Most primarily the effect was lots more tree tops challenges. I learnt to trust the wires that held me, and that gave me the confidence to jump, swing and climb even higher. So much fun! The strangest thing was that from my second experience of it, it no longer exhausted me. It was then that I realised how crippling fear can be, and how much energy it uses. We now go on much higher zip wires, and although I sometimes have a bit of a wobble with the height, I know that I have trust, and the moment passes. And this is what I want to impart to my daughter. Some things are a little bit scary, but trusting the equipment and people around you (and also yourself) can make the difference between finding the grit and determination to do something compared to sitting on the side, feeling a sense of disappointment. I guess this is not a battle that I win all of the time, finding that perseverance to keep going when things get hard takes a lot of energy. And some days I just don’t have it. But I am learning to find more.

I hope that my daughter can see the strength that she inspires in me, and hopefully me in her as well.

Map Point. Where in my life do I want to take more risk?




My iPad purgatory

In the last three days of my life, I have thrown bits of useless instructional paper, have screamed, sobbed, but as yet have not uttered any profanity. Of this I am proud. Essentially my daughter’s school iPad is about to be released into her exclusive care, so I need to back it up. Simple.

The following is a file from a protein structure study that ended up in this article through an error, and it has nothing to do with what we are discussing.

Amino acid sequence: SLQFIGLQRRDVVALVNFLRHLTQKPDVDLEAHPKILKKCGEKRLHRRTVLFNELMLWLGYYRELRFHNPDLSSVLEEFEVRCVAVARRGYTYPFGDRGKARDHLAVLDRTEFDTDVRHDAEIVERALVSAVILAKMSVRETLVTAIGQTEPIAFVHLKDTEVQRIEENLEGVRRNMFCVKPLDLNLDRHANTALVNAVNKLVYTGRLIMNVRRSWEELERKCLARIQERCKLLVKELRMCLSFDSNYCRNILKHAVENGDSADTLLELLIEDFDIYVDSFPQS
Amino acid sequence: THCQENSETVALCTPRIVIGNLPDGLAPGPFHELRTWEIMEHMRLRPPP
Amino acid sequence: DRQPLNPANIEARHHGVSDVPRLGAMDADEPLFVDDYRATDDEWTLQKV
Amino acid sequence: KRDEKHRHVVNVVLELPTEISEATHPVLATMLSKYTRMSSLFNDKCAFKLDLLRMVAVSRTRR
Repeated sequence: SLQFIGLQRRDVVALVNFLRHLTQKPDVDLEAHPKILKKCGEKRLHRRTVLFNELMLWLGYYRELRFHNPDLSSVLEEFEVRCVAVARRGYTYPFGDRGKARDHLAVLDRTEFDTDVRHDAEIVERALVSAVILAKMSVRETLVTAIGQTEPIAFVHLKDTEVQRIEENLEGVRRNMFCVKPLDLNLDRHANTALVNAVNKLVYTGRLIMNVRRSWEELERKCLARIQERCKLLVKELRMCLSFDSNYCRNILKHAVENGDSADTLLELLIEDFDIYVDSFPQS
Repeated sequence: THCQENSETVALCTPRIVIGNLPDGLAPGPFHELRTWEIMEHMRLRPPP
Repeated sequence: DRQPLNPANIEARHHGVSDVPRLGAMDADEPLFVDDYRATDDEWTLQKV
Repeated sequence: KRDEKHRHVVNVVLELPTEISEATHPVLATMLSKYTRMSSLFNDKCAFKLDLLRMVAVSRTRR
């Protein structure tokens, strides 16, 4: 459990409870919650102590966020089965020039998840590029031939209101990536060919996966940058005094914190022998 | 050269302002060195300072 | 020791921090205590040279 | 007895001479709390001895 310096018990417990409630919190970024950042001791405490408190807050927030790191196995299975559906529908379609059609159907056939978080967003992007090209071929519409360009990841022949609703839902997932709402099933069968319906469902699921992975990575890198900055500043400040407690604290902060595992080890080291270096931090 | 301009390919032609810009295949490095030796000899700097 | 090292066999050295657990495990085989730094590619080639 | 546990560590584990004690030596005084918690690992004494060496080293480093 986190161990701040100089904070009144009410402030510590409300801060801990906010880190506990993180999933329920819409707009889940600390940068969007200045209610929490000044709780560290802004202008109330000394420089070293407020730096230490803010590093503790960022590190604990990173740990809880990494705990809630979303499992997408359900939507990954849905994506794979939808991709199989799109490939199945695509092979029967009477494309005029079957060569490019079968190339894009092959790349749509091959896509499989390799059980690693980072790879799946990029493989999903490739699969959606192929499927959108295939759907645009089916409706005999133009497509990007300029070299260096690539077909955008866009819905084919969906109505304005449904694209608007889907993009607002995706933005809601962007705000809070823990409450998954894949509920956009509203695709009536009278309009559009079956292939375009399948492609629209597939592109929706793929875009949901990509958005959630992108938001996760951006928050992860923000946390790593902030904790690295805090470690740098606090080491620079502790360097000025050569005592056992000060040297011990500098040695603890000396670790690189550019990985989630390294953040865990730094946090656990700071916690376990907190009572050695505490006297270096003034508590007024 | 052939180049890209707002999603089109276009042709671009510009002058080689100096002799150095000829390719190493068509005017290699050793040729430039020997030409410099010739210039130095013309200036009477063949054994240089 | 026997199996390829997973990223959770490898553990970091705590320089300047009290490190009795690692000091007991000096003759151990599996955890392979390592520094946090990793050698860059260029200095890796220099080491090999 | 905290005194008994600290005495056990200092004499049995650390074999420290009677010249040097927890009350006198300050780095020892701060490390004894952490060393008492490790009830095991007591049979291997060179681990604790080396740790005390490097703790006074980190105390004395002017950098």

I discovered upon opening iTunes, resetting my password, then the security questions, I have not backed up my iPhone since October 2014. Clearly, I have faith! I have an iPhone4 that I bought around seven years ago. I have not upgraded for multiple reasons. One, mobile phones do not easily recycle. After watching a particularly harrowing video clip on a ‘Red Nose Day’ film I feel especially passionate about this. Two, I have haggled down to such a good tariff that I am reluctant to change anything and three, curiosity. Just how long will this phone last?

My phone has been submerged in bath water, on at least three occasions. The bag of rice with additional sachets of silica enclosed now has a permanent residence in my cupboard, just in case. But on one of these underwater escapades, the speakers packed up. So my involvement with iTunes transcended to a very distant relationship.

Then four years ago the iPad arrived in our lives. It arrived on a scheme that I paid into at young one’s school. Now they want to take off all the apps that they put on there, but they may wipe it in the process. So I need to back it up. I am reasonably techy, can sort out most things that require my attention, can fix the machines of others on occasion, but this is now making me angry. If I were a violent person, around four hours ago the iPad would have experienced flight.

I have perused the A4 sheets of white paper that came home from the school, looked through some wiki sites, gone through several web places that have promised a solution. They all lied. I can follow instructions, am really good at just taking things a step at a time, I can mould IKEA flat pack furniture to my will, but this is beyond all that is holy! This is becoming something somewhat beyond the pale. I have followed, guessed, clicked at random, downloaded and gazed off into the mid-distance in the hope of divine inspiration. It has not arrived.